Nvidia's GPU mining limiter has been fully unlocked for the RTX 3080 Ti

An ethereum sun rises over the RTX 3080 Ti
(Image credit: vovik_mar)

It's taken a full year, but Nvidia's Lite Hash Rate (LHR) GPU tech has finally been fully bypassed. Much like the restraining bolt of a Star Wars droid, LHR was Nvidia's hardware-based attempt to thwart cryptocurrency miners, and get "more GeForce cards at better prices into the hands of gamers." Now, after a tonne of back and forth with hackers, and even Nvidia itself, a full bypass has been confirmed.

That's great news for anyone with a mind to use their GeForce RTX 3080 to mine cryptocurrency, but perhaps not so great for those of us still waiting for the GPU market to balance out so we can finally play Elden Ring on ultra graphics settings.

A while back, we saw Nvidia trip up with their mining limiter, when they accidentally published the wrong driver and gave everyone full hash rates. That was quickly backtracked, but later NBMiner managed to hack Nvidia's mining limiter to increase it to 70% efficiency.

Still, no one had managed to push that up to 100% without mining two cryptocurrencies at once, until now.

According to Videocardz the new bypass comes from NiceHash, for it's QuickMiner (Excavator), with support for NiceHash Miner coming soon. It's been confirmed by the team over at Benchmark.pl to give miners 100% efficiency on an RTX 3080 Ti card, at least. That's 117 MH/s over the 85-88 MH/s logged previously.

Some commenters note having tried it on different 30-series cards, and the results are mixed. A couple claim their RTX 3060 LHR Zotac isn't getting improved hash rates, with one even having attempted the suggested "reinstall with the RC version," to no avail.

The other big catch? It only supports only the DaggerHashimoto (Etash) algorithm.

Still, that's nowhere near as limiting as having to hash two cryptocurrencies simultaneously, or as devastating as accidentally downloading a crypto-hungry virus onto your PC—some supposed full LHR unlocks were disguised to distribute malware to unsuspecting cryptocurrency miners.

Your next upgrade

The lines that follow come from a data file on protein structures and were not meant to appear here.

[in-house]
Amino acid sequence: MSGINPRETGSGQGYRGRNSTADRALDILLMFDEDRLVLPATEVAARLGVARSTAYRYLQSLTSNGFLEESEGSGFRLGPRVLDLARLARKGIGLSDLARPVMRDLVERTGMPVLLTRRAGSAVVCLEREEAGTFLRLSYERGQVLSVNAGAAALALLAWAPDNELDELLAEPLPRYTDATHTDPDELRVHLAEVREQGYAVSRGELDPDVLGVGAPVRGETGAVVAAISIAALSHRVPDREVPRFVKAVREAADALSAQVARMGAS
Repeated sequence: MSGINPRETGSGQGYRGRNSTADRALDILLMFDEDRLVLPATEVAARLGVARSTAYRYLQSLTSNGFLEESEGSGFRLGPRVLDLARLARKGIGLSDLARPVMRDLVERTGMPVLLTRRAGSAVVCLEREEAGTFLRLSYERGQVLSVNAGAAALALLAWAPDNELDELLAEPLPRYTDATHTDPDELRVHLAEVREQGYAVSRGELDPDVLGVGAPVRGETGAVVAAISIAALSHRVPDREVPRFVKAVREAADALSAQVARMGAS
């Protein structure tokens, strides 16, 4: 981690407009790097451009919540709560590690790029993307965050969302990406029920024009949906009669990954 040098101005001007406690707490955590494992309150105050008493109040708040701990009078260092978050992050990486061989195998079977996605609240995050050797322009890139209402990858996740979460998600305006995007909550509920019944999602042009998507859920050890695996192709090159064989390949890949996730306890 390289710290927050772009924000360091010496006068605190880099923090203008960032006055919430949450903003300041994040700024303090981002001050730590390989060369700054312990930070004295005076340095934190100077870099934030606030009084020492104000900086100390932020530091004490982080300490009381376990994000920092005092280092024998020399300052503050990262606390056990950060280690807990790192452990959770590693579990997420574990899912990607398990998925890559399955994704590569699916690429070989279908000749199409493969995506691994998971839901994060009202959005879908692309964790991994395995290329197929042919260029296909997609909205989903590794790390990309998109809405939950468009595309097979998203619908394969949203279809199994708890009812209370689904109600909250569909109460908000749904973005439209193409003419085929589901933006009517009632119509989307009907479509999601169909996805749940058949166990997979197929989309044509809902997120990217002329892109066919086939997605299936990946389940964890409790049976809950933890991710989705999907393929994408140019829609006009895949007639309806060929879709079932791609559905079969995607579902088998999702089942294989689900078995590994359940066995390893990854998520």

(Image credit: Future)

Best CPU for gaming: The top chips from Intel and AMD
Best gaming motherboard: The right boards
Best graphics card: Your perfect pixel-pusher awaits
Best SSD for gaming: Get into the game ahead of the rest

Earlier this year, Lapsus$ hackers even threatened to publish an LHR bypass if Nvidia didn't comply with its terms, but since the apparent bunch of teens behind the hacking group appear to have been arrested, it looks like they didn't get the chance. 

Either way, the rearing of such a hack could mean unhealthy things for gamers still waiting for their chance to grab a current-gen GPU. Even in the face of increased GPU stock levels and the potential for pricing to balance out, this limiter is likely to reforge cryptocurrency miner's interest in Nvidia's 30-series cards. Though profitability of cryptocurrency mining has fallen as of late, so perhaps we won't feel the worst of it again.

Katie Wickens
Hardware Writer

Screw sports, Katie would rather watch Intel, AMD and Nvidia go at it. Having been obsessed with computers and graphics for three long decades, she took Game Art and Design up to Masters level at uni, and has been demystifying tech and science—rather sarcastically—for three years since. She can be found admiring AI advancements, scrambling for scintillating Raspberry Pi projects, preaching cybersecurity awareness, sighing over semiconductors, and gawping at the latest GPU upgrades. She's been heading the PCG Steam Deck content hike, while waiting patiently for her chance to upload her consciousness into the cloud.